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Low-dose trimethoprim-sulfamethoxazole for the treatment of Pneumocystis jirovecii pneumonia (LOW-TMP): protocol for a phase III randomised, placebo-controlled, dose-comparison trial
  1. Zahra N. Sohani1,
  2. Guillaume Butler-Laporte2,3,
  3. Andrew Aw4,
  4. Sara Belga5,
  5. Andrea Benedetti1,2,6,
  6. Alex Carignan7,
  7. Matthew P. Cheng3,6,
  8. Bryan Coburn8,
  9. Cecilia T Costiniuk3,6,9,
  10. Nicole Ezer6,10,
  11. Dan Gregson11,
  12. Andrew Johnson12,
  13. Kosar Khwaja2,13,
  14. Alexander Lawandi14,
  15. Victor Leung15,
  16. Sylvain Lother16,
  17. Derek MacFadden17,
  18. Michaeline McGuinty17,
  19. Leighanne Parkes18,
  20. Salman Qureshi2,10,13,
  21. Valerie Roy19,
  22. Barret Rush16,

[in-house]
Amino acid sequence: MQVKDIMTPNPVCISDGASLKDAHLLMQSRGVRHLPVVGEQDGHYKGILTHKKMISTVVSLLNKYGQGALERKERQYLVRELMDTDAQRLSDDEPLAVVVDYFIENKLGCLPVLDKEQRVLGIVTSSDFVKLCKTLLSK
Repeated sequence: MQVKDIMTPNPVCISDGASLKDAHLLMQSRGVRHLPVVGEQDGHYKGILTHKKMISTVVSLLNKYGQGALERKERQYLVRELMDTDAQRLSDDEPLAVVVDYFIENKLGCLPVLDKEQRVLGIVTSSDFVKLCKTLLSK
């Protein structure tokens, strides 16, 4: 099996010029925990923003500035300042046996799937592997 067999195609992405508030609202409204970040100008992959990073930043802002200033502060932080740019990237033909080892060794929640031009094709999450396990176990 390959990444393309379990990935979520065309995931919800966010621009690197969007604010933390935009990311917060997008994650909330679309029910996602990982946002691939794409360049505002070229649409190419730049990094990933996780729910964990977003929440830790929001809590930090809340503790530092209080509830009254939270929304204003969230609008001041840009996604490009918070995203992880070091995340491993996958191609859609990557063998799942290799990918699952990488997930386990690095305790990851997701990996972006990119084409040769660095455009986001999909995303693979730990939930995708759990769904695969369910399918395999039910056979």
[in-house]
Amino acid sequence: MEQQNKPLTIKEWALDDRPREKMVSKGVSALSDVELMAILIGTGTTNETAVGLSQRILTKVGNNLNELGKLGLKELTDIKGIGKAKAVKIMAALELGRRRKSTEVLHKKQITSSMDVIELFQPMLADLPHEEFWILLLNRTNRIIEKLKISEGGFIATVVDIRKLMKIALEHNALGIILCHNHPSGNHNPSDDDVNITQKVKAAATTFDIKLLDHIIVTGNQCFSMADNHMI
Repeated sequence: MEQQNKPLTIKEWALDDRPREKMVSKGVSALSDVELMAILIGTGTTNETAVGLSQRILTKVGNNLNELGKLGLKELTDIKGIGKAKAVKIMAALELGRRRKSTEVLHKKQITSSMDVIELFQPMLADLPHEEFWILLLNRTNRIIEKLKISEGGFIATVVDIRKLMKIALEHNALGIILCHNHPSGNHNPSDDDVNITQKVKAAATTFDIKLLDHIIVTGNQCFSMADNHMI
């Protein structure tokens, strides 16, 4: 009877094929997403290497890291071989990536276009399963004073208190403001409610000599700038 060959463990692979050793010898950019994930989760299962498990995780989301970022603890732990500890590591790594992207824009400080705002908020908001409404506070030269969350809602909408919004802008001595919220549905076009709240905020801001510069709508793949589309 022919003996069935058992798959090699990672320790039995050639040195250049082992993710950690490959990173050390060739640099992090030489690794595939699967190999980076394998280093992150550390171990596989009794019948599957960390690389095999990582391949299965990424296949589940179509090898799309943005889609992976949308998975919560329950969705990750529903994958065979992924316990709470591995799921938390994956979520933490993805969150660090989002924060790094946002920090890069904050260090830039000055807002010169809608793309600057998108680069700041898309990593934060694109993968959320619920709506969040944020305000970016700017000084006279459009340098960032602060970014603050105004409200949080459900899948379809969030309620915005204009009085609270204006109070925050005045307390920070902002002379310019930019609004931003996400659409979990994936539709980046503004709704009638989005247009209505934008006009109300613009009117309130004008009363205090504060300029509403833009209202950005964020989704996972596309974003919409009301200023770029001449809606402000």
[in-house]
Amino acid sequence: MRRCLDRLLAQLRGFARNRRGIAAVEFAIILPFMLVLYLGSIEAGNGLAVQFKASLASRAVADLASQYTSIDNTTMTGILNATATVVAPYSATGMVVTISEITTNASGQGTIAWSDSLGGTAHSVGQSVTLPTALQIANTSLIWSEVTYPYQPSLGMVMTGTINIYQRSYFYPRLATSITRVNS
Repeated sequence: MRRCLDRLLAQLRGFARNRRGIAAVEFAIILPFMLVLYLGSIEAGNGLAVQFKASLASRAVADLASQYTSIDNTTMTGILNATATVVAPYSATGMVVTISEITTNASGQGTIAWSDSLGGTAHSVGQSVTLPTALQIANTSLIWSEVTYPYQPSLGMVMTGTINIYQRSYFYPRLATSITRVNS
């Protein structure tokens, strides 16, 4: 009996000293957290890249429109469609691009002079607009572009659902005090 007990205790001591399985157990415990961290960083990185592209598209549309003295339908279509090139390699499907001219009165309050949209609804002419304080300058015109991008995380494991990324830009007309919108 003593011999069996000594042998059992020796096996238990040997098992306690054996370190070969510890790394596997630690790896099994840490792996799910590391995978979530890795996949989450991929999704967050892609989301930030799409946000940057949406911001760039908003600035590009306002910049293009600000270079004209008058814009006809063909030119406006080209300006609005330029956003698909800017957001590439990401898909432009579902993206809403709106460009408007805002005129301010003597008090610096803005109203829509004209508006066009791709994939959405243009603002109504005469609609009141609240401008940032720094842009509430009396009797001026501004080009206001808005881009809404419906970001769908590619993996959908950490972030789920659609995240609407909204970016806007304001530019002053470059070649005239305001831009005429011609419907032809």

23. Ilan Schwartz20,
  24. Miranda So21,
  25. Ranjani Somayaji12,
  26. Darrell Tan22,
  27. Emilie Trinh6,23,
  28. Todd C. Lee3,6,24,
  29. Emily G. McDonald6,24,25
  1. 1Department of Medicine, McGill University Health Centre, Montreal, Quebec, Canada
  2. 2Department of Epidemiology, Occupational Health, and Biostatistics, McGill University, Montreal, Quebec, Canada
  3. 3Division of Infectious Diseases, Department of Medicine, McGill University Health Centre, Montreal, Quebec, Canada
  4. 4Division of Hematology, Ottawa Hospital Research Institute, Ottawa, Ontario, Canada
  5. 5Division of Infectious Diseases, Department of Medicine, The University of British Columbia, Vancouver, British Columbia, Canada
  6. 6Research Institute of the McGill University Health Centre, Montreal, Quebec, Canada
  7. 7Division of Microbiology and Infectious Diseases, Centre hospitalier universitaire de Sherbrooke, Sherbrooke, Quebec, Canada
  8. 8Division of Infectious Diseases, Department of Medicine, University Health Network, Toronto, Ontario, Canada
  9. 9Chronic Viral Illness Service, McGill University, Montreal, Quebec, Canada
  10. 10Division of Respirology, Department of Medicine, McGill University Health Centre, Montreal, Quebec, Canada